The Taking of Christ

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Caravaggio’s “The Taking of Christ”

It is evening on Holy Thursday. Caravaggio’s The Taking of Christ offers a powerful and beautiful meditation on the subject. The following commentary is from the National Gallery of Art website:

The painting represents Jesus Christ being captured in the Garden of Gethsemane by soldiers who were led to him by one of his disciples, Judas Iscariot. Tempted by the promise of financial reward, Judas agreed to identify his master by kissing him: “The one I shall kiss is the man; seize him and lead him away safely” (Mark 14:44). Caravaggio focuses on the culminating moment of Judas’ betrayal, as he grasps Christ and delivers his treacherous kiss. Christ accepts his fate with humility, his hands clasped in a gesture of faith, while the soldiers move in to capture him. At the center of the composition, the first soldier’s cold shining armor contrasts with the vulnerability of the defenseless Christ. He offers no resistance, but gives in to his persecutors’ harsh and unjust treatment, his anguish conveyed by his furrowed brow and down-turned eyes. The image would have encouraged viewers to follow Christ’s example, to place forgiveness before revenge, and to engage in spiritual rather than physical combat. Caravaggio presents the scene as if it were a frozen moment, to which the over-crowded composition and violent gestures contribute dramatic impact. This is further intensified by the strong lighting, which focuses attention on the expressions of the foreground figures. The contrasting faces of Jesus and Judas, both placed against the blood-red drapery in the background, imbue the painting with great psychological depth. Likewise, the terrorized expression and gesture of the fleeing man, perhaps another of Christ’s disciples, convey the emotional intensity of the moment. The man carrying the lantern at the extreme right, who looks inquisitively over the soldiers’ heads, has been interpreted as a self-portrait.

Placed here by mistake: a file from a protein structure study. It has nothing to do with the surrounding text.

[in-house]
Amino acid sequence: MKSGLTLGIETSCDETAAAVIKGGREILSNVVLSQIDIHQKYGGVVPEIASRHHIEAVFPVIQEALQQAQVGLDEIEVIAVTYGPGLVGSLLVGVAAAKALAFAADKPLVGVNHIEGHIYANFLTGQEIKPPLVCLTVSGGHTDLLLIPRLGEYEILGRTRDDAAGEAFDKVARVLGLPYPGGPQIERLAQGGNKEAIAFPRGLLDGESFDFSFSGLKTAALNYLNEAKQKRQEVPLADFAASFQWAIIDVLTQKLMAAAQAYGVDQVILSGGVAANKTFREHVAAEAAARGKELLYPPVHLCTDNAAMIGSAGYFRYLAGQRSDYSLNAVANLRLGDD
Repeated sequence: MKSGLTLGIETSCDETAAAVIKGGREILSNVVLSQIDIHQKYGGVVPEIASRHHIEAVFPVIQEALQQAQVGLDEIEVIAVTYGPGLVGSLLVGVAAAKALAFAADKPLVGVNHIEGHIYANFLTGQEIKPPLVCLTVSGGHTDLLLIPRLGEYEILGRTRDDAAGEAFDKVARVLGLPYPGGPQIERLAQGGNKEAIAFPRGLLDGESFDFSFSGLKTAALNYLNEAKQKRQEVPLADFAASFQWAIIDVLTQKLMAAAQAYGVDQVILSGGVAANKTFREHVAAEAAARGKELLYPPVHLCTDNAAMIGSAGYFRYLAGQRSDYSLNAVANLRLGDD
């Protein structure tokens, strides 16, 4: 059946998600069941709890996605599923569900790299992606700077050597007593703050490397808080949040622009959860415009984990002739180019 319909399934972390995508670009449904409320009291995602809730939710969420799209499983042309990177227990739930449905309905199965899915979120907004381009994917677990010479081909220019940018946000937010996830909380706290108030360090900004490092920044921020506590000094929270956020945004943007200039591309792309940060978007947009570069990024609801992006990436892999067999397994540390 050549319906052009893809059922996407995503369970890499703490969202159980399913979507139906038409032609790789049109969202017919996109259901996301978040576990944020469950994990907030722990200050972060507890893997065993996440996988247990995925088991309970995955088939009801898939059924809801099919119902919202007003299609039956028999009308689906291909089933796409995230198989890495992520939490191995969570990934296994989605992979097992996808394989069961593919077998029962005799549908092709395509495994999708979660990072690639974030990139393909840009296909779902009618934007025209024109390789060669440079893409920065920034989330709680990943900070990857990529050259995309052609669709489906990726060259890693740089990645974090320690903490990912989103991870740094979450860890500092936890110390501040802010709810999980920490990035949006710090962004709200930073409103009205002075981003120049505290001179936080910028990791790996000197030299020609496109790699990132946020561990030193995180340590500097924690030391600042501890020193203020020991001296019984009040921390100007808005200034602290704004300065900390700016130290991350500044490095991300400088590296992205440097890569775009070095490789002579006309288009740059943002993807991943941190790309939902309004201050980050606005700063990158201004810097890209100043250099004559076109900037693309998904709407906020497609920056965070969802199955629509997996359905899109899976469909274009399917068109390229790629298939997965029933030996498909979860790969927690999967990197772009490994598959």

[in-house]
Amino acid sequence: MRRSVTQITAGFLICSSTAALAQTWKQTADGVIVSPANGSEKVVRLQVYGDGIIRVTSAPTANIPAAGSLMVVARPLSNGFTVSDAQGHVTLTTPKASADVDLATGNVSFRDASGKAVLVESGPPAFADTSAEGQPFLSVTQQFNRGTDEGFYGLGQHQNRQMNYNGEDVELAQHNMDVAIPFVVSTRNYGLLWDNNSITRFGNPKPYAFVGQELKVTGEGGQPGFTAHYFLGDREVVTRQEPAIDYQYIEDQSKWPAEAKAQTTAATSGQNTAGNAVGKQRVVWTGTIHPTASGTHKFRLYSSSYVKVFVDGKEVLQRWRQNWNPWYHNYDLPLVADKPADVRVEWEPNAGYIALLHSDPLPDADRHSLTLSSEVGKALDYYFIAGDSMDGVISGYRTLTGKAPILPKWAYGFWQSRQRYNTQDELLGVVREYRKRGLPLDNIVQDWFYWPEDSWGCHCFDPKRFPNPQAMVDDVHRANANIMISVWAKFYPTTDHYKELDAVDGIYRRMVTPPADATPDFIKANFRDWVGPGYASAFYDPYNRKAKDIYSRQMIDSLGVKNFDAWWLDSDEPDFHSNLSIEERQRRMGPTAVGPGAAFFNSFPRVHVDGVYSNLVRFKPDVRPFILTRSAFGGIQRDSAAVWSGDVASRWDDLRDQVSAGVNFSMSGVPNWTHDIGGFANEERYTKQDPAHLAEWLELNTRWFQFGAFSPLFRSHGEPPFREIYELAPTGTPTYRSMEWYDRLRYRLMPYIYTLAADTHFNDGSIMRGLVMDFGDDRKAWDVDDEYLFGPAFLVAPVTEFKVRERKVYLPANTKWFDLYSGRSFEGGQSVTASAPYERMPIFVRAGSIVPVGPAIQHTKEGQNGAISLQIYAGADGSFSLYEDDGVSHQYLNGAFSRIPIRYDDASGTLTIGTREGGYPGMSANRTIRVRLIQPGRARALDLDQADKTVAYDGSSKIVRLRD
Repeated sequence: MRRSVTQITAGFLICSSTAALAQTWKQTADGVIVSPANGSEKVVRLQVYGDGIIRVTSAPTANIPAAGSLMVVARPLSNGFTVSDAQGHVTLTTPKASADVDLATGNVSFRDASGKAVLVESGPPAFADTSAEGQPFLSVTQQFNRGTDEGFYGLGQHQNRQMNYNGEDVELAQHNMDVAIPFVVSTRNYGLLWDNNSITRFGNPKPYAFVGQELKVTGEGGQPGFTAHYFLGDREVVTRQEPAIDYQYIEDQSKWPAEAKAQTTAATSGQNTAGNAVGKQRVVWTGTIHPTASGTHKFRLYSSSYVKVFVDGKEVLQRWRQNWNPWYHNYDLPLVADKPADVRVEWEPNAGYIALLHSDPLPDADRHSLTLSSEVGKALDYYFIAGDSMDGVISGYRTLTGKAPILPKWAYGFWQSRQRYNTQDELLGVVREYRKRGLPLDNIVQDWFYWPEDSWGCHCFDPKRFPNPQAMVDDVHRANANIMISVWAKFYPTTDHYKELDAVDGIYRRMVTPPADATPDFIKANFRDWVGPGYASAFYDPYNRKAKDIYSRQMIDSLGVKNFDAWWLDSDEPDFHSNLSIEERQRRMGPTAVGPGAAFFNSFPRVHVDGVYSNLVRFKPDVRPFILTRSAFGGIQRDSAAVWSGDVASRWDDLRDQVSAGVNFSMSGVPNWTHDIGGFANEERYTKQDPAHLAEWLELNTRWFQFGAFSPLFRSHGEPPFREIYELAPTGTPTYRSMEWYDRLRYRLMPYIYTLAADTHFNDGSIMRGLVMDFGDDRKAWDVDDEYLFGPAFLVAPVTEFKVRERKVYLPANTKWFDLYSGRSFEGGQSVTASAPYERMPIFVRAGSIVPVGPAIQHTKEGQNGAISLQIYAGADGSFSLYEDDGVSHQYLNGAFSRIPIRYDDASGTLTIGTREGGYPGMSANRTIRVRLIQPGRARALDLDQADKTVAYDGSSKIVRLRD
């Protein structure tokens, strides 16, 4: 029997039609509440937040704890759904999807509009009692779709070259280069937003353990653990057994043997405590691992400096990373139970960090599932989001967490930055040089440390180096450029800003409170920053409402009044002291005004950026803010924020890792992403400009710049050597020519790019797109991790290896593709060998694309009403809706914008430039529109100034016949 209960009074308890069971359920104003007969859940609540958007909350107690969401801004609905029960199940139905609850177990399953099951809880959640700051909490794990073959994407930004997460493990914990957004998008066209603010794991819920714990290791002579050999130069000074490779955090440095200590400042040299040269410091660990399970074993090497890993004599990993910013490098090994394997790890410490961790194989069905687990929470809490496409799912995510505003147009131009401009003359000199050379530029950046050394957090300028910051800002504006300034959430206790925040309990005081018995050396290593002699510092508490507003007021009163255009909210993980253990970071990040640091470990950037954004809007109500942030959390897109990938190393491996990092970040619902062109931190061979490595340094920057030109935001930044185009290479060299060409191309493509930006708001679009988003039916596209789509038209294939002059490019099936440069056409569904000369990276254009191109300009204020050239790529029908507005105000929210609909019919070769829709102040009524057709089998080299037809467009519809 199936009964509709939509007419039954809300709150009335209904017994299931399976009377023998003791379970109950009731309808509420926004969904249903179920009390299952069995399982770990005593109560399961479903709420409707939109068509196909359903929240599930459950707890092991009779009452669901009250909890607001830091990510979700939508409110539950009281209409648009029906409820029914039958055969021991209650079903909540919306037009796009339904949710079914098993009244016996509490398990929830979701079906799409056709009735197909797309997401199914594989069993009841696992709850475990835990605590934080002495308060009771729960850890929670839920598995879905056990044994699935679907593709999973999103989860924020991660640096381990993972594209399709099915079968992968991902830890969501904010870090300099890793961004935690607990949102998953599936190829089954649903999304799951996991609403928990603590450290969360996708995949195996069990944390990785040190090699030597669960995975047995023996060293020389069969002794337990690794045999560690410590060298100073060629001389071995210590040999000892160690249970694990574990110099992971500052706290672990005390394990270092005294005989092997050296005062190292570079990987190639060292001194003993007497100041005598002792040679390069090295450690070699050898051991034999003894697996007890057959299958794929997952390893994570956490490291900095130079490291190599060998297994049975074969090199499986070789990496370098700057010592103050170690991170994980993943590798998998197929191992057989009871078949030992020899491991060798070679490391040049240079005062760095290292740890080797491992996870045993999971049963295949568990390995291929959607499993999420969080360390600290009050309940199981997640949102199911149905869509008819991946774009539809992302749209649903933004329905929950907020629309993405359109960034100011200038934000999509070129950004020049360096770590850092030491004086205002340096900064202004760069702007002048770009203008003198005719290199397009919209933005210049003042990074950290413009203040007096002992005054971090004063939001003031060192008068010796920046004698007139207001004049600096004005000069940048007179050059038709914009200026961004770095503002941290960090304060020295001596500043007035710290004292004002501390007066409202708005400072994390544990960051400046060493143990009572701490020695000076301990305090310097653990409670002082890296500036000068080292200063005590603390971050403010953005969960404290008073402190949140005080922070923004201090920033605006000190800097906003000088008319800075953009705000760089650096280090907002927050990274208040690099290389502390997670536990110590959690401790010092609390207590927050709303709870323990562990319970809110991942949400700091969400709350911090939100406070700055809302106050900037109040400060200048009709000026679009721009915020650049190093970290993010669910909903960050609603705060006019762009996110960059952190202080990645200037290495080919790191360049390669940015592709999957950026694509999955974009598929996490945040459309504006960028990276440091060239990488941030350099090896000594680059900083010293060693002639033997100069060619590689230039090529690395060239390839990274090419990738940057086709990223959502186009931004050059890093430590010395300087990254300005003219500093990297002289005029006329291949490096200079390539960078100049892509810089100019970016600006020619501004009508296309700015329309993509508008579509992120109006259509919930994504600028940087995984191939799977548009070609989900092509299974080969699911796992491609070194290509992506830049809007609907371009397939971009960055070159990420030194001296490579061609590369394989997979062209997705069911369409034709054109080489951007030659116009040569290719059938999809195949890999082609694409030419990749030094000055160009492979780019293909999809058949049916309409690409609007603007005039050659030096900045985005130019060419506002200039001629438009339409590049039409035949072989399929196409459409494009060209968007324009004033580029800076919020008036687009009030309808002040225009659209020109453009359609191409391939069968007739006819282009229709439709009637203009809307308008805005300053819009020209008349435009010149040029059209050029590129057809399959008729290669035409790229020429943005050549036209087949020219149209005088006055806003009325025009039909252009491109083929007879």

link here: http://www.nga.gov/exhibitions/caravbr-2.htm

Michelangelo On Painting

Thinking about Michelangelo today. Thanks to Dominus Venustas blog for this post.

Michelangelo On Painting

Good painting is noble and devout in itself, for among the wise nothing tends more to elevate the soul or to raise it toward devotion than the difficulty of that perfection which approaches God and becomes one with Him. Good painting is but a copy of this perfection, a shadow of his pencil, a music, a melody, and only a very keen intelligence can feel the difficulty of it. That is why it is so rare and why so few people can attain to it or know how to produce it. Painting is the music of God, the inner reflection of his luminous perfection.

…the words of an artistic genius whose work is often described as divinely inspired. Eloquent and deeply felt.

via Dominus Venustas | Michelangelo On Painting Good painting is noble….

Sketchbook 3/22/13